The tradition of Vietnamese water puppet shows dates all the way back to the 11th century. Unlike the shadow puppetry found in Thailand, puppet shows in Vietnam take place over a waist-deep pool of water; puppets are controlled from below. The secret of how puppeteers control the puppets from beneath the water has been closely guarded for centuries - see if you can figure it out!
Musicians on either side of the pool provide the music and sound effects for the water puppet show with traditional instruments while also doing the voices. Water puppet shows haven't changed much over the years; typical themes are deeply rooted in rural traditions such as planting rice, fishing, and village folklore.
In the keeping of tradition, Vietnamese water puppet shows are typically performed with no English. The language makes little difference; the theatrics of the colorful puppets and the constant wonder of how the performers can hide beneath the water is enough to keep the water puppet shows entertaining!
Vietnamese Water Puppets
Don't expect realistic movements or intricate costumes found at puppet shows in other parts of Asia. The wooden puppets used in Vietnamese water puppet shows are handmade and can weigh up to 30 pounds each! The stage and puppets are awash in vivid colors; colored lights and a foggy mist over the murky water add to the mystery.
At the end of each performance, the eight puppeteers typically come out of the water to take a dripping bow.
The History of Vietnamese Water Puppets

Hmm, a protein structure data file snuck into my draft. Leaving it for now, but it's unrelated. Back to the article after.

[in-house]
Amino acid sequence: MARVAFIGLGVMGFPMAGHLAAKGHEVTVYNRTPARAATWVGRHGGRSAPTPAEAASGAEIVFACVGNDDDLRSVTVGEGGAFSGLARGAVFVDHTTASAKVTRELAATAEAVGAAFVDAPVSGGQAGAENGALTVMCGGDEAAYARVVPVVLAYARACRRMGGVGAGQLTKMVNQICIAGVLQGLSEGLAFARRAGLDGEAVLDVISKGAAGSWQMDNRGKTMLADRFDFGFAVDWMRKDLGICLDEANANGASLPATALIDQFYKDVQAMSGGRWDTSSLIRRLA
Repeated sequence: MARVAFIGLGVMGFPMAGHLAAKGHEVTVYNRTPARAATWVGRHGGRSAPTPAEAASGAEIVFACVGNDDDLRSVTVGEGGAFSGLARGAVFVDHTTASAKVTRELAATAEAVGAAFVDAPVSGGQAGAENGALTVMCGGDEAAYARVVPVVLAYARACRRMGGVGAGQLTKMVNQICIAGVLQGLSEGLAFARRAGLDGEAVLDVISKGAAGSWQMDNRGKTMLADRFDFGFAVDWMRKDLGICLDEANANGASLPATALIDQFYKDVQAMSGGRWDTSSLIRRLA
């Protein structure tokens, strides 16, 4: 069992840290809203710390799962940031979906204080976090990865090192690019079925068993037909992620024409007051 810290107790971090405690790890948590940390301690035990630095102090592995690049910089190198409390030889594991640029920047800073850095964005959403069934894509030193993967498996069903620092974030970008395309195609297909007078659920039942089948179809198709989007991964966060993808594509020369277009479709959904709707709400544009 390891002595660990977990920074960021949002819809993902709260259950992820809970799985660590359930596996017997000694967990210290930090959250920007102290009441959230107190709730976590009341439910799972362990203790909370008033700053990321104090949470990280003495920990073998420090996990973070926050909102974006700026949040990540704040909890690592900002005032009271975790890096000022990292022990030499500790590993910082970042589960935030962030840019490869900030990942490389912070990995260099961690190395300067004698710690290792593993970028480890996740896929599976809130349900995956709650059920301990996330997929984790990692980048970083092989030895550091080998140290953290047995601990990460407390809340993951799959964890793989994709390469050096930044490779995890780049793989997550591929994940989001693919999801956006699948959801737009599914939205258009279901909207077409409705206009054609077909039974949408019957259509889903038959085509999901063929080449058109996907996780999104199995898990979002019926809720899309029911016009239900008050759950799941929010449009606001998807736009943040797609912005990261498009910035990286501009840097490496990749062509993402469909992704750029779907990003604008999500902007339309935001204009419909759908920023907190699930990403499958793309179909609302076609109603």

Water puppet shows are thought to have originated around the Red River Delta in North Vietnam sometime in the 11th century. Simple stages were constructed around flooded rice paddies; puppeteers regularly suffered from leech bites and other problems from standing in the murky water for so long.
The first Vietnamese puppet shows weren't just for the entertainment of villagers - the shows were thought to keep the spirits entertained enough that they would not cause mischief!
How Vietnamese Water Puppets Work
The secret of how water puppet shows work has been kept quiet for centuries. The puppeteers even have their own dialect and codewords to prevent someone from overhearing talk of a particular technique.
Trying to figure out exactly how puppeteers can control the intricate movements blindly is part of the magic of each water puppet show. Great shows of skill include passing objects from puppet to puppet and other coordinated movements which have to be done by instinct rather than sight. The musicians providing voices for the show - who can see the puppets - sometimes shout codewords to warn the puppeteers when a puppet is not where it should be.
Water Puppet Show in Saigon
The most popular water puppet show in Saigon is unquestionably the Golden Dragon Water Puppet Theatre. Located inside of a giant sports complex between Tao Dan Park and the Reunification Palace, the Golden Dragon show regularly sells out.
The Golden Dragon Water Puppet Theatre in Saigon has two daily shows - 5 p.m. and 6 p.m. - and adds a third show at 8 p.m. when there is suitable demand. Tickets to the one-hour show are around $4; purchase your ticket in advance from the ticketing window. You can save $1 or more on admission by purchasing your ticket directly from the theater rather than from travel agents and hotel receptions who tack on a commission.
The cascaded theater seating is a help, however seats are sold from front to back. The earlier you buy a ticket the better chances of getting a seat close to the action! The ticket window is open from 8 a.m. until 7:30 p.m. - closed between 11:30 a.m. and 1 p.m. for lunch.
- Read about other things to do in Saigon.
The Golden Dragon Water Puppet Theatre is located at 55B Nguyen Thi Minh Khai in District 1 - just east of Tao Dan Park. When entering the giant sports complex, turn right from the gate to find the theater. The theater is approximately 15 minutes walking from the Pham Ngu Lao tourist district.
- Read more Vietnam travel information.